Samsung, like other OEMs, partners with third-party companies to include their apps on Galaxy devices. For example, Microsoft pays Samsung millions to pre-install certain Office apps. But one of these partners might not be on the up and up.
- Already know about Qihoo 360? Skip ahead to the instructions.
All recent Samsung phones have a menu called Device Care in Settings. This is a set of features that help optimize various parts of the phone for better performance. One of these features will scan your internal storage to find unused apps and other unnecessary data, then make it easy to delete these files to free up space.
But if you look at the Storage menu in Device Care, you'll see "powered by +360" or similar. +360 is the icon for Qihoo 360, a Chinese data-mining and antivirus company which has some shady practices. Their software has been alleged to be spyware, as reports indicate their willingness to hand over any data to the Chinese government. And this same company is powering the storage scanner on your device with full access to your data.
Recently, a Reddit user found that this app is communicating with 360's servers during each scan. But this isn't new — XDA users found the same shady behavior last year. While we don't know what data is being sent, we do know the servers are Qihoo 360's Chinese servers.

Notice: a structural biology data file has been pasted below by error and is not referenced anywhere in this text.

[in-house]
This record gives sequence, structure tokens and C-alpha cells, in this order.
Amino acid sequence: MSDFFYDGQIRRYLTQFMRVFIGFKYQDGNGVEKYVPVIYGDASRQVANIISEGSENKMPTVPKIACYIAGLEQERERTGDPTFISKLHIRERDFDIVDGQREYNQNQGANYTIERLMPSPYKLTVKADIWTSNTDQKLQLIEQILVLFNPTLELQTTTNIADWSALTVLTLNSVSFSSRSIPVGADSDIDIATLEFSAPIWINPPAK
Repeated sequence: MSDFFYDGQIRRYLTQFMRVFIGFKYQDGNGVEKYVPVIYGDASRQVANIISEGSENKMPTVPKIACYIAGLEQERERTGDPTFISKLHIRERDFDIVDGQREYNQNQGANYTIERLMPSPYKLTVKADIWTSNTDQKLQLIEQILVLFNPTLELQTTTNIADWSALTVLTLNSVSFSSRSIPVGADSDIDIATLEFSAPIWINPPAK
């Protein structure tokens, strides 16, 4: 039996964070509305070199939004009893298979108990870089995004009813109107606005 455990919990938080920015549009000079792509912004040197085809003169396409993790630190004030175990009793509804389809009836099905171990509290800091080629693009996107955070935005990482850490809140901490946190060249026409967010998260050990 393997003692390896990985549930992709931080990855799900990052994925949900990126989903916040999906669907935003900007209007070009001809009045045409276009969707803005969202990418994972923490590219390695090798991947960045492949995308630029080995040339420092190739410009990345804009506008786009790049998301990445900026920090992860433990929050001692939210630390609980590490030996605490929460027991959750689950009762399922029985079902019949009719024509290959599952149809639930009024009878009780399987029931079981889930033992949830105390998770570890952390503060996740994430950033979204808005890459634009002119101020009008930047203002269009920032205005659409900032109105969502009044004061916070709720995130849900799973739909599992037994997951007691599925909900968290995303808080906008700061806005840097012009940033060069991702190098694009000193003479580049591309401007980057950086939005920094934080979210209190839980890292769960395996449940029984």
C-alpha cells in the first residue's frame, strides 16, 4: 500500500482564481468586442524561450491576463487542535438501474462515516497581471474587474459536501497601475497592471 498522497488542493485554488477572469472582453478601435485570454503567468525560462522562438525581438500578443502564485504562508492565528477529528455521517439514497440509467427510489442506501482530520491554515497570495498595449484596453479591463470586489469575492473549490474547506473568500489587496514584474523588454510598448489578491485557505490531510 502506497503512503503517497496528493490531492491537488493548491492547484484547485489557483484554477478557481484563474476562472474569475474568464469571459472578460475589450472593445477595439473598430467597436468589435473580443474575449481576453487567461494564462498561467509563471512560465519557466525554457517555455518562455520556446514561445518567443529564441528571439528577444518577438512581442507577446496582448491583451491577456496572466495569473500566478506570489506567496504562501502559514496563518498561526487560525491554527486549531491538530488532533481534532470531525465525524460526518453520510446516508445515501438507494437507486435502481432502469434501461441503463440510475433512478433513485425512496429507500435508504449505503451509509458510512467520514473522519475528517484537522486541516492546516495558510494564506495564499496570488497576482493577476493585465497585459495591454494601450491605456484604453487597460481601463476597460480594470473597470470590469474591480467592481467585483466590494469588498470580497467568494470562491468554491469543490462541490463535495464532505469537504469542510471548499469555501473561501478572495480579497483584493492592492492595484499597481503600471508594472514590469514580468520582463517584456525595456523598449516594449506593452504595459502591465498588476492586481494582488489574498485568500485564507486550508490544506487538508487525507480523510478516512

If it were solely the storage scanner in device care, you could possibly just disable the problematic app with ADB. But the same communication with Qihoo 360's servers has been observed in other pre-installed apps:
- Samsung ApexService
- ANT+ HAL Service
- Application installer
- Assistant Menu
And these are just a few of the apps. This means, potentially, Qihoo360 could have data pertaining to all aspects of your phone usage. And since all these services are so deeply integrated, you can't just uninstall them. Instead, your best bet is to block network traffic from your phone to Qihoo 360's servers.
First, visit NextDNS from your phone and tap the "Try it now for free" button. Select the Blacklist tab and enter both of the following URLs one by one in the "Add a domain" text box:
Return to the Setup tab and scroll down to the Endpoints table. Long-press the URL to the right of "DNS-over-TLS," then select "Copy" on the popup. Make sure the entire URL is selected — even the ".io" at the end!
Now, open your phone's Settings and choose "Connections," then "More connection settings." Tap "Private DNS," then select "Private DNS provider hostname" on the popup and paste the URL you copied into the provided field. Hit "Save," and now, when any app tries to send data to Qihoo 360's servers, it will be blocked.
Not only does this method work on both cellular and public Wi-Fi, but it starts immediately when you turn on your phone. No VPN connection needs to be established first, leaving a gap where your data could get out. And as a bonus, you are using DNS-over-TLS, protecting your browsing history from hackers and your ISP.
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